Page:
I have already told you about my visit to Strasbourg Cathedral and the Musee de l’Oeuvre Notre Dame with Therese. In this post, I will tell you the rest of what happened on that day, our first in Strasbourg, including meals at Secrets de Table and La Marseillaise and some other adventures.
So for lunch, we let our eyes direct us, and just off the main street back from the cathedral, we spied a terrace restaurant with some potential, Secrets de Table.
While Therese went inside to get in line to order, I found us a table outside. She brought me back a dish that was perfect: a warm quinoa salad with roasted vegetables and chicken (and of course, no butter or other offending dairy ingredients). That was perfect.
After our lunch, I sadly had to walk Therese to the Sofitel hotel, where her workshop would begin, and say goodbye for now. After I left her, I decided to wander a bit – perhaps to scout out possible dinner restaurants for us for later in the week, or just to see something interesting that wouldn’t necessarily make it into a guidebook.
I found the utterly charming street, the Rue Sainte-Helene.
On the one hand, this street had the kind of ancient looking, beautifully decorated houses one expects to find in such a historic city. On the other hand, at one end of it (it is only like 2 blocks long) lies one of the city’s movie theaters, housed in what looks like a pop-art 1960s building. Totally kitschy and fun.
From the end of Rue Sainte-Helene, I made my way back to the Musee de l’Oeuvre Notre Dame and spent a few more hours exploring what turned out to be an extensive collection (as I have described previously). When I was done there, I was feeling like it was time for some refreshment. Luckily not far away was Place Gutenberg, named after the man who pioneered the printing press (yep, he was from Strasbourg).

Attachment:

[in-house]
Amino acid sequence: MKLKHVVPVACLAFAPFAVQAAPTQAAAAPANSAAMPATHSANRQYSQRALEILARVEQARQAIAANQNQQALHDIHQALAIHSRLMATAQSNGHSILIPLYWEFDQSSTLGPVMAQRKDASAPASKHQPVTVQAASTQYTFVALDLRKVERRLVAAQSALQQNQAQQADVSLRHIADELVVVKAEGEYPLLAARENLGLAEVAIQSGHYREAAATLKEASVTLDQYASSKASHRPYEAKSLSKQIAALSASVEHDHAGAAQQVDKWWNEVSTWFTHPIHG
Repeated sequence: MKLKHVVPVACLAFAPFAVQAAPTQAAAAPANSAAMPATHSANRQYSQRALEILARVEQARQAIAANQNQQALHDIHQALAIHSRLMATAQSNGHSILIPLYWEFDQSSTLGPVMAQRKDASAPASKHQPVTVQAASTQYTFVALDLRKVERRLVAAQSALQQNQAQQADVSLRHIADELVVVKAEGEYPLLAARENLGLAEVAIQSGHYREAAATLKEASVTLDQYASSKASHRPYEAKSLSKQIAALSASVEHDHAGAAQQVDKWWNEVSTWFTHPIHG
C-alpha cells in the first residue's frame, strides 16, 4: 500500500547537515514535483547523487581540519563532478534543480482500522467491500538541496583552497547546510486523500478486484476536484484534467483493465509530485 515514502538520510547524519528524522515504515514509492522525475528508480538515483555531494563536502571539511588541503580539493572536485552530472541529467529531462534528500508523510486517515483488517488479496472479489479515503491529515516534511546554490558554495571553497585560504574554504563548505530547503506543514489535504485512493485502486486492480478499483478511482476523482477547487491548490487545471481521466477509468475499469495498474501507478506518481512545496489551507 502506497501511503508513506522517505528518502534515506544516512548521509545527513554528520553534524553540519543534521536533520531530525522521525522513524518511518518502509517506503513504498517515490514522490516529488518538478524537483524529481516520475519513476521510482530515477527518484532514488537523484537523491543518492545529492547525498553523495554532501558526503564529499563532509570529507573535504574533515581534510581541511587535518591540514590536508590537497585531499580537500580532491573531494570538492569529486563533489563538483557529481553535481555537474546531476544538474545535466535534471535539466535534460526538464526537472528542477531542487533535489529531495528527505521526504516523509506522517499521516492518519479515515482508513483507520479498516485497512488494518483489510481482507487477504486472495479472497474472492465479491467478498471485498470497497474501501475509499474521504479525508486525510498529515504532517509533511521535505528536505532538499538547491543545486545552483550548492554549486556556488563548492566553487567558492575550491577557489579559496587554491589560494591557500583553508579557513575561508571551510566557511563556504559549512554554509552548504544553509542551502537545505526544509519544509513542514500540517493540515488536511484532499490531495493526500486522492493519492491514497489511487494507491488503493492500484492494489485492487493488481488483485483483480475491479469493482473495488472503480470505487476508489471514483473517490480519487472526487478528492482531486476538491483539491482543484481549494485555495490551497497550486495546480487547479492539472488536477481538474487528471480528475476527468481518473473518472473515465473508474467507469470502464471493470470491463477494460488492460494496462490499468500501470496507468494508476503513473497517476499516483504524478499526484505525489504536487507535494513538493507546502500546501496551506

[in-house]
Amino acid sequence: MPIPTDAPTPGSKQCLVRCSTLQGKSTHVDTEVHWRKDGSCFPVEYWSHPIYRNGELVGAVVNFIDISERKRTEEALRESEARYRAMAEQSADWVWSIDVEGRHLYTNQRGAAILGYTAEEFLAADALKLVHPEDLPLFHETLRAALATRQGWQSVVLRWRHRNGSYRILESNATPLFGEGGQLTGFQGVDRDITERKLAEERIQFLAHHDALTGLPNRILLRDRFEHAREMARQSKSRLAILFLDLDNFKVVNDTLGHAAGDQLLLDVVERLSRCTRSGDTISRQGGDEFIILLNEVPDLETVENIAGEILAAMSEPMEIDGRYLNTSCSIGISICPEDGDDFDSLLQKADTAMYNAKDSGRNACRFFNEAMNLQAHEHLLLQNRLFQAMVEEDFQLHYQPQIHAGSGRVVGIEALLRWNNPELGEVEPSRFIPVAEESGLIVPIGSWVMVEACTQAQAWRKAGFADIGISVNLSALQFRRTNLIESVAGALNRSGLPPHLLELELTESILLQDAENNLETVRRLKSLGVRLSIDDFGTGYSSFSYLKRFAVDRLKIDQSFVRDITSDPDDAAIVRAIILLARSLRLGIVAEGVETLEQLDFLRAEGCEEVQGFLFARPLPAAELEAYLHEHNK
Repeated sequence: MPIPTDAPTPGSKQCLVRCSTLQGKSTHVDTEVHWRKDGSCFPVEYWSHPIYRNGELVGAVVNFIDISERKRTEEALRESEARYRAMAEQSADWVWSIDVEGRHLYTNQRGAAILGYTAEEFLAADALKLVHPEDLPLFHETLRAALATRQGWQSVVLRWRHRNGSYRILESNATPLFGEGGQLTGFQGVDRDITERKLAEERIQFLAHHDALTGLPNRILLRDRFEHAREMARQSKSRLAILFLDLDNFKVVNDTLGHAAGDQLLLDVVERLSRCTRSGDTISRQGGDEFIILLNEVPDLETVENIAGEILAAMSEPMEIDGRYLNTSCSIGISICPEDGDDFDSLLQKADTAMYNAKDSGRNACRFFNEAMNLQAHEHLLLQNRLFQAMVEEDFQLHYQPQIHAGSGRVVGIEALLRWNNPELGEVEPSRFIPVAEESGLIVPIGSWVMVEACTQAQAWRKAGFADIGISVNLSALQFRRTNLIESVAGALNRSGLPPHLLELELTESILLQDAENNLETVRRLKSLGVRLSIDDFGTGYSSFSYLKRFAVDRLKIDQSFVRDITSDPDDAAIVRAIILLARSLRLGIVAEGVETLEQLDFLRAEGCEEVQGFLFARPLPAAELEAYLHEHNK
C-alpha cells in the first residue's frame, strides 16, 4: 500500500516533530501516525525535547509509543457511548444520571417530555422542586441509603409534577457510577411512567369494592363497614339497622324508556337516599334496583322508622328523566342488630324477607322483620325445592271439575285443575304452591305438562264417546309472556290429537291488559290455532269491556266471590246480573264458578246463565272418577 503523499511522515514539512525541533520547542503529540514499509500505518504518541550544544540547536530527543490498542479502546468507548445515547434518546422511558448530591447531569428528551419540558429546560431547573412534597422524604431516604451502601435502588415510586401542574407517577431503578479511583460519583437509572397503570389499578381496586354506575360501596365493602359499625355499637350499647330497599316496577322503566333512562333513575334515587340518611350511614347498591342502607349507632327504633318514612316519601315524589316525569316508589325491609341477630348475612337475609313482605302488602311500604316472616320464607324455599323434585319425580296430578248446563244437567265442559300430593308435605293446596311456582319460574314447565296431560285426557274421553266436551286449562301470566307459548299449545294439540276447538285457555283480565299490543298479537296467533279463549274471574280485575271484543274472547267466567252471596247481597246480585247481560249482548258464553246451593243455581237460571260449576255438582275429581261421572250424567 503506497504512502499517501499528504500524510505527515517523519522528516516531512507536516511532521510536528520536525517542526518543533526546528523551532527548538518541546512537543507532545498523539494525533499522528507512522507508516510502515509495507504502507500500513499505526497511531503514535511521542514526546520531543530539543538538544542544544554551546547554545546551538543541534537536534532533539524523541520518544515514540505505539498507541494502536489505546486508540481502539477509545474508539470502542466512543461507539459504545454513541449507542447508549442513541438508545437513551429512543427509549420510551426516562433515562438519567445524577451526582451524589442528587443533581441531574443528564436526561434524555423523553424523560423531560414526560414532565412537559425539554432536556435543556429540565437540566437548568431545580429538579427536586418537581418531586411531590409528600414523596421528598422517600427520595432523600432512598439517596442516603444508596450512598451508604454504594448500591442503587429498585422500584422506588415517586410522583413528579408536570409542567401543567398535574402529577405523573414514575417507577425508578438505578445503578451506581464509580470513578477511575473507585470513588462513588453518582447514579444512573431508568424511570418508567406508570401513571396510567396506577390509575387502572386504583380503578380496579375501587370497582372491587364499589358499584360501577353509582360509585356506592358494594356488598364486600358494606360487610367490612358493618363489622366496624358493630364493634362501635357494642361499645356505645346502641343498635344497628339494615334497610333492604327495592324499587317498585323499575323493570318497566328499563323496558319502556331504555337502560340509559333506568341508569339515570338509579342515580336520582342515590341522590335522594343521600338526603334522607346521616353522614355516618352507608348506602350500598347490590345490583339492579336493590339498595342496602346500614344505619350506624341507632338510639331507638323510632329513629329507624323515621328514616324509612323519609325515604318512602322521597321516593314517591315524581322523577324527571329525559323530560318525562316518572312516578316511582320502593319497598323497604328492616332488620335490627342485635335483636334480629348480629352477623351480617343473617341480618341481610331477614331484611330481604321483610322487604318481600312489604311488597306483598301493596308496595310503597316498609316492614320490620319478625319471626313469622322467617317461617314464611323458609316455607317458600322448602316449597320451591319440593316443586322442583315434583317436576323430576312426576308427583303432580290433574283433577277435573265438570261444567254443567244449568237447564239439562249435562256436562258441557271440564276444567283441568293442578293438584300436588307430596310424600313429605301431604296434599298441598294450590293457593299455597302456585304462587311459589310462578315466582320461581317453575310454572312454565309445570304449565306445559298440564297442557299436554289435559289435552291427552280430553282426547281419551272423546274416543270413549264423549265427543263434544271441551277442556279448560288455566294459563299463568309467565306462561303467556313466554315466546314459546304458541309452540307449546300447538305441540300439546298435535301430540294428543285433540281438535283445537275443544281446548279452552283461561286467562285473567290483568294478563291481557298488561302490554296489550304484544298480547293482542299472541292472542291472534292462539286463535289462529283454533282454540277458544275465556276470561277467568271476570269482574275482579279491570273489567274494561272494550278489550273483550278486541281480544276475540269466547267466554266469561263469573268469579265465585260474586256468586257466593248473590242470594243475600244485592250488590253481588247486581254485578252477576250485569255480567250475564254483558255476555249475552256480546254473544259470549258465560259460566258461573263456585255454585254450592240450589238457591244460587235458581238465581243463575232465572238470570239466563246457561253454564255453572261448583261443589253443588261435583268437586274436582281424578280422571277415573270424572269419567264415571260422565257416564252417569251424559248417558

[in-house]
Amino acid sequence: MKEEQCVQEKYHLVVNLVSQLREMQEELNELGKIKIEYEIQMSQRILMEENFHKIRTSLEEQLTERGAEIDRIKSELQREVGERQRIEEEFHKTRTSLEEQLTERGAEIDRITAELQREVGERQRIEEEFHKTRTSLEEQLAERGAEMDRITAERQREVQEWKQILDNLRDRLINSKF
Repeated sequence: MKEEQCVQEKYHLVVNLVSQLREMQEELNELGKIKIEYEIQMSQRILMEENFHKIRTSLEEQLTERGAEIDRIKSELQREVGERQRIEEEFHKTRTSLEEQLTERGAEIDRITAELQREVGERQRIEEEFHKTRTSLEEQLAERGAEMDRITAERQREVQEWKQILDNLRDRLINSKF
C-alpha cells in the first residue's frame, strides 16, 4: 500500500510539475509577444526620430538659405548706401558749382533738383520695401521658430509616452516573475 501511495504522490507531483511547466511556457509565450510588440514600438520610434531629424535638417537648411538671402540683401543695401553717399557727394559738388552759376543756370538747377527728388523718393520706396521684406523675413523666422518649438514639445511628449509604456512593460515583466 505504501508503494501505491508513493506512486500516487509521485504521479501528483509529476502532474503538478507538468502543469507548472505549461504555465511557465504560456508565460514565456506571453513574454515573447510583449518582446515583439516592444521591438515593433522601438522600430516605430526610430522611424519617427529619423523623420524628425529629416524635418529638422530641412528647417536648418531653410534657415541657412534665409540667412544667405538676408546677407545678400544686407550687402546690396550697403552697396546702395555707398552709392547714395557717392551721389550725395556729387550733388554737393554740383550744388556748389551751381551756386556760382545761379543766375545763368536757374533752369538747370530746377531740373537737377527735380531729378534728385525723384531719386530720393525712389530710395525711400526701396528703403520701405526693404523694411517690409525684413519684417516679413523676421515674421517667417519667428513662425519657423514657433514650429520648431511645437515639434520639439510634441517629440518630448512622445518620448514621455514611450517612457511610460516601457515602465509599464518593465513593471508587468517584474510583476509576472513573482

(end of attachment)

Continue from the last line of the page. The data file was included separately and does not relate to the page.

In the middle of the square is an old-fashioned merry-go-round, and on one side are a couple of restaurants with outdoor seating. I picked the one that had more attractive table cloths, Aux Armes de Strasbourg, and ordered my favorite French beverage, Diabolo de Menthe (mint syrup and club soda/seltzer), and some strawberry sorbet (these two items were actually on the menu together as an option). The sorbet tasted like the strawberries had just been picked from the vine (and indeed, in France strawberries are still in season in July – tell me again why I don’t live there?). An utterly perfect refreshment.
By then, it was nearly time to pick up Therese from her workshop, so I walked back to the Sofitel. Since I was a few minutes early, I decided to visit the church across the street (when I tell you that everywhere you turn on Strasbourg’s Grand Ile, there is another historic church, I am not kidding). St-Pierre-le-Jeune is one of Strasbourg’s Protestant churches (although you have to be careful, because they also have a similarly named church which is a Catholic church – the city was definitely the front lines for the religious wars).
Lovely cloister, incredible altar painting, a touch of original frescos on the wall, and an ancient iron staircase – lots to love in this church.
So I had made a dinner reservation that night at La Marseillaise, a restaurant just one tram stop from where we were. But unfortunately, Therese had to work that evening (poor Therese), preparing a report on her computer before the next day’s meetings. So we asked the waiter at the restaurant if we could get food for takeaway. He thought for a minute and said yes. You know what they did? They found a couple of dinner plates that had chips in them (which they probably were going to throw away anyway), put our orders on them, and covered them with aluminum foil and put them in a sack for us to take back to the hotel. A bit unusual, but it worked.
So we concluded our first lovely day in Strasbourg with dinner in our hotel room, with a beautiful sunset taking place just outside our window. Life is good, my friends.